Vee: I so appreciate the focus on inclusion, because like, maybe I’m just reading the wrong books, but all the books on Stonewall and history of Pride I’ve read totally erase trans and bi people and people of color and it’s just, like, why? Like what are you? What? So even just flipping through your book was incredible. I mean, there’s one book about Stonewall that uses the word bisexual like once and the word transgender three times and… I can probably find those words on every other page in your book.

Robin: That’s good!

Vee: Yeah, so that was really awesome.

Robin: People were very generous with sharing information and sharing photographs and sharing their experiences so the research was a really enjoyable process, I got to talk to a lot of wonderful people.

Vee: That’s so cool. So, you were talking about school and library visits– could you talk more about those?

Robin: Yeah. I spent a couple of weeks in Ontario and in Quebec visiting schools and libraries and talking to groups of kids and teens about Pride and about the book which was wonderful and which made me realize the importance of the book. Like in one school where there was total silence when I began speaking, people sort of seemed really uncomfortable. One teacher said “we’ve never actually talked about this before” and I said “wow, that’s amazing” and I looked and there was this one girl at the back of the room who was giving me two thumbs up and she had tears pouring down the side of her face-

Vee: Awwh!

Robin: I almost started crying and I just realized that this is still something– I live in a bubble. I live in a bubble with people who talk about this stuff all the time, right? And that’s not the norm for every kid. For many. And that just made me realize how important this is. And this has made me realize how much resistance there is still. I had a visit booked at a library where there was a couple of grade 5-6 classes that were booked to come talk about Pride and at last minute, the principal vetoed the school visit so I showed up to an empty library. And I have never had that happen, in ten years of doing presentations. So I really think there’s something that needs to shift there. A lot of parents do support LGBTQ inclusion, we do want this stuff talked about in our kid’s classrooms but they’re not exactly vocal about it. And I would just love to see it shift to a point where teachers and schools are worried that parents will complain if they don’t cover this stuff. Right?

So I was at a conference recently. It was an LGBTQ youth pride organized conference called “Love is Love”, organized by some teens at a high school GSA, and it was fabulous. They put on a full-day event and it was great. And one student put up her hand– I had just done a talk on history of Stonewall and Pride– and she put up her hand and said “I didn’t know any of this but why did I have to come here to learn this? Why isn’t this taught in our schools?” And it should be. It really should be, but I think there’s a huge shift that needs to happen where it’s the norm to include this. And not something where teachers feel they need to send home permission slips or that they have to worry that they will have parents complain. So I’d like to see all the parents who support it tell every single one of their kid’s teachers that they want to see this stuff included.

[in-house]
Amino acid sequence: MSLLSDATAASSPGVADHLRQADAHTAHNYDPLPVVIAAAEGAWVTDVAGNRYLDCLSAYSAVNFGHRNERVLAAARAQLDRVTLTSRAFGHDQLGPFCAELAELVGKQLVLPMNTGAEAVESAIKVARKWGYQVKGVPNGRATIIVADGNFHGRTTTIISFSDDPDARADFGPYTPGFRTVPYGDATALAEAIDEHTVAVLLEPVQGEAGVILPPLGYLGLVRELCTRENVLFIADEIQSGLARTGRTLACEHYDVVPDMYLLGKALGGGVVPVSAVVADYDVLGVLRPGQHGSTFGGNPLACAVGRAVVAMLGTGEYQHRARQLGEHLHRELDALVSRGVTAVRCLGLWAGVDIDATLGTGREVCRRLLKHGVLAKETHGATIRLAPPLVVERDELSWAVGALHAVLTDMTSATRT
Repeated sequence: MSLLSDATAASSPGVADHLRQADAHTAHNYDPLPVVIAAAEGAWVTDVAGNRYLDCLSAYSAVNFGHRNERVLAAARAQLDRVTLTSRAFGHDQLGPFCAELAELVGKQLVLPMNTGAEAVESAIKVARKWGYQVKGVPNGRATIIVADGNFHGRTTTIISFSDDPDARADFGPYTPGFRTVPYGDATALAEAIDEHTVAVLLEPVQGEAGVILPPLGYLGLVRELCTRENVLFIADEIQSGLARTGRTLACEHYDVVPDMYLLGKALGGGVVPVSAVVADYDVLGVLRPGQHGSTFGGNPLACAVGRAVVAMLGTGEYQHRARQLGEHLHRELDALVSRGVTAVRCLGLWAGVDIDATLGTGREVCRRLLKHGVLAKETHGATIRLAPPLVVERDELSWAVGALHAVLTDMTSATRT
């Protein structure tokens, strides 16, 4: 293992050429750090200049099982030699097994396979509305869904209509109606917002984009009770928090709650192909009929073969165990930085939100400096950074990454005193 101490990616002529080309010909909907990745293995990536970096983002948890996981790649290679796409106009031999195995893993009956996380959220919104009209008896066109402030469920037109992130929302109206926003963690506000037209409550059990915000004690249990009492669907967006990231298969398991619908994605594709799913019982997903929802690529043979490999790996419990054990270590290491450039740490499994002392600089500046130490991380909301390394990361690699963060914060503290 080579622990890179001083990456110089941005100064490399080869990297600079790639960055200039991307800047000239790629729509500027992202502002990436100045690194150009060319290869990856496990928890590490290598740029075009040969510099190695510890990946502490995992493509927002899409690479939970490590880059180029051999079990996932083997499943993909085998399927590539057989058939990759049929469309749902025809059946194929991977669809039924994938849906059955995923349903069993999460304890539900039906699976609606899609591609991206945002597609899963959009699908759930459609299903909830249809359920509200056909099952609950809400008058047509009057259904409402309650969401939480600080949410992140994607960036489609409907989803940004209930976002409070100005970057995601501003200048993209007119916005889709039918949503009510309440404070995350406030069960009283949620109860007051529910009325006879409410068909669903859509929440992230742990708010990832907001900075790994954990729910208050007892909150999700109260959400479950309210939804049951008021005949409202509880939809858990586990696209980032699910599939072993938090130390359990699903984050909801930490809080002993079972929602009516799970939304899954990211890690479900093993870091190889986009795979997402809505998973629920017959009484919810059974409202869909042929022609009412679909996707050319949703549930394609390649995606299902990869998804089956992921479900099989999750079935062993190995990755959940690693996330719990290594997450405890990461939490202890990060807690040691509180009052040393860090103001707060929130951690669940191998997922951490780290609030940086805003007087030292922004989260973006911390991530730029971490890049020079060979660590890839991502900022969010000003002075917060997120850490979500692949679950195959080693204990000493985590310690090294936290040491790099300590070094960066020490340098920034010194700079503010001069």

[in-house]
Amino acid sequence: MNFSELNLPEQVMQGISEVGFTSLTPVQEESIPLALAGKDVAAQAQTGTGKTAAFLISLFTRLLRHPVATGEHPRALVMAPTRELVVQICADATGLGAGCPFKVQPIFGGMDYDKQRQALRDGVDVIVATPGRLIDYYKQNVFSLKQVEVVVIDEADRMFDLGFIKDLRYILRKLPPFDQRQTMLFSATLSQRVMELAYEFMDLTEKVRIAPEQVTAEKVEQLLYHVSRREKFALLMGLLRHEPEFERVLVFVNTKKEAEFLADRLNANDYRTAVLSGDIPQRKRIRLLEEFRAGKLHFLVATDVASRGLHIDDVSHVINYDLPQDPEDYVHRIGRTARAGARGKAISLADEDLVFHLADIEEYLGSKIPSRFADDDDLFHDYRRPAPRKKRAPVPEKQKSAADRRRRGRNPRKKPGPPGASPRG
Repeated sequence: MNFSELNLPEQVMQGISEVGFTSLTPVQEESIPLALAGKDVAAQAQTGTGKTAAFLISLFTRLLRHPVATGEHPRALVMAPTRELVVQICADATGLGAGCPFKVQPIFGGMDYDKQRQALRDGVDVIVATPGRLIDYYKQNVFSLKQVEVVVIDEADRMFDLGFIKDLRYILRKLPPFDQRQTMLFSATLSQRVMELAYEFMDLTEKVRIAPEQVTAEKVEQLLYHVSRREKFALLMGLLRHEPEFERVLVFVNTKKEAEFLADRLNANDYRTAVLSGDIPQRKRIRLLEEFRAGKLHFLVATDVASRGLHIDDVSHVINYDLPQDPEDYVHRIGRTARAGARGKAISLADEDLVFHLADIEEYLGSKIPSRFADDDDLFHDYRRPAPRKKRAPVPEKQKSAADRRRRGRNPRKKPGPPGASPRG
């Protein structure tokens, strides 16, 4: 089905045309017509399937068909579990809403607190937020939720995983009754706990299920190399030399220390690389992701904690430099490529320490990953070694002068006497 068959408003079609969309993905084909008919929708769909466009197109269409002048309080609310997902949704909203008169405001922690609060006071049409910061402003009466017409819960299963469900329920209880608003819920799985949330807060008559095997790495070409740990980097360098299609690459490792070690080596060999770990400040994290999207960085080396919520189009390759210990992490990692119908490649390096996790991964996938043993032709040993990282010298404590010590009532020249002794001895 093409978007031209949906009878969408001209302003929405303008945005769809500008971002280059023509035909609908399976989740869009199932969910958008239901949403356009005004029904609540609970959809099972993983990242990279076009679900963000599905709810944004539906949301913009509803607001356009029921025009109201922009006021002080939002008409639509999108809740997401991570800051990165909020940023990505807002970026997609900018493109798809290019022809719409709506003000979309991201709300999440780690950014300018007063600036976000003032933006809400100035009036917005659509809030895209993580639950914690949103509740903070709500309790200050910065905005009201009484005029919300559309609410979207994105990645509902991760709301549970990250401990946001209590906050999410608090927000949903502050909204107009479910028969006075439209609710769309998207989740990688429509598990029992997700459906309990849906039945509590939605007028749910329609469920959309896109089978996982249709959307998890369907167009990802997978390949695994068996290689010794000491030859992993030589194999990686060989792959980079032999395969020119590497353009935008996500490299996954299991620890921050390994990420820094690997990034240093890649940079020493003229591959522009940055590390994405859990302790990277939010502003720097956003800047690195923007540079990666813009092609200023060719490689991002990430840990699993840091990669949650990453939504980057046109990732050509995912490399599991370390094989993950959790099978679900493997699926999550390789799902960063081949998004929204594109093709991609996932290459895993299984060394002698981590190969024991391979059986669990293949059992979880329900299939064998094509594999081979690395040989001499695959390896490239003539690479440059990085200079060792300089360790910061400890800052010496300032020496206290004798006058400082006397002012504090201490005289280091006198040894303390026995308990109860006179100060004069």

Vee: That is an excellent perspective. Yes yes yes.

Robin: So let’s make that happen!

Vee: Could you talk a bit more about, not the book you were talking about Under Cover, but-

Robin: Inferno?

Vee: Yeah

Robin: Inferno is an older novel of mine, it came out in 2009. It was on the Rainbow List in 2010, so yeah, it has a queer protagonist. Gosh, I haven’t talked about that one in a long time. So what was that book about? What was my spiel for it? haha.. it was interesting because when I was writing it, which wasn’t that long ago, there wasn’t as much LGBTQ stuff published

Vee: When was that?

Robin: I was starting to write it around 2007. And I remember my partner saying– she asked about the book, and I said oh it’s a queer main character and blah blah blah– and she said “do you wanna get published?” So her sense at the time was that it would be a real barrier, you know? And I think even in the past few years since it’s been published that we’re seeing more. I don’t know if people would still really be asking that question. In such a short time… But yeah it’s about a girl who’s under a lot of pressure from her mom to conform to a certain image of femininity which doesn’t fit who she is, and she’s had a relationship with a girl at school who everyone knows is her best friend, they weren’t out about it, and her friend didn’t want to be out about it, so her friend’s moved away and they’ve broken up so she’s really grieving the loss of that relationship but isn’t able to talk to anyone about it

Vee: Right.

Robin: Since she wasn’t able to tell anyone, and she’s just changed her name from Emily to Dante, a reference to Dante’s Inferno since her school is the ninth circle of hell in her mind, and she’s gone back back to school and then she meets this girl who’s hanging around outside the school who’s handing out flyers that say “school or jail, can you see the difference?” and is protesting the idea of compulsory education and is sort of at the heart of this activist group and her name is Parker. And Dante is really drawn to her so she starts talking to her, and hanging out with her and her group of friends. So that’s the starting point for that.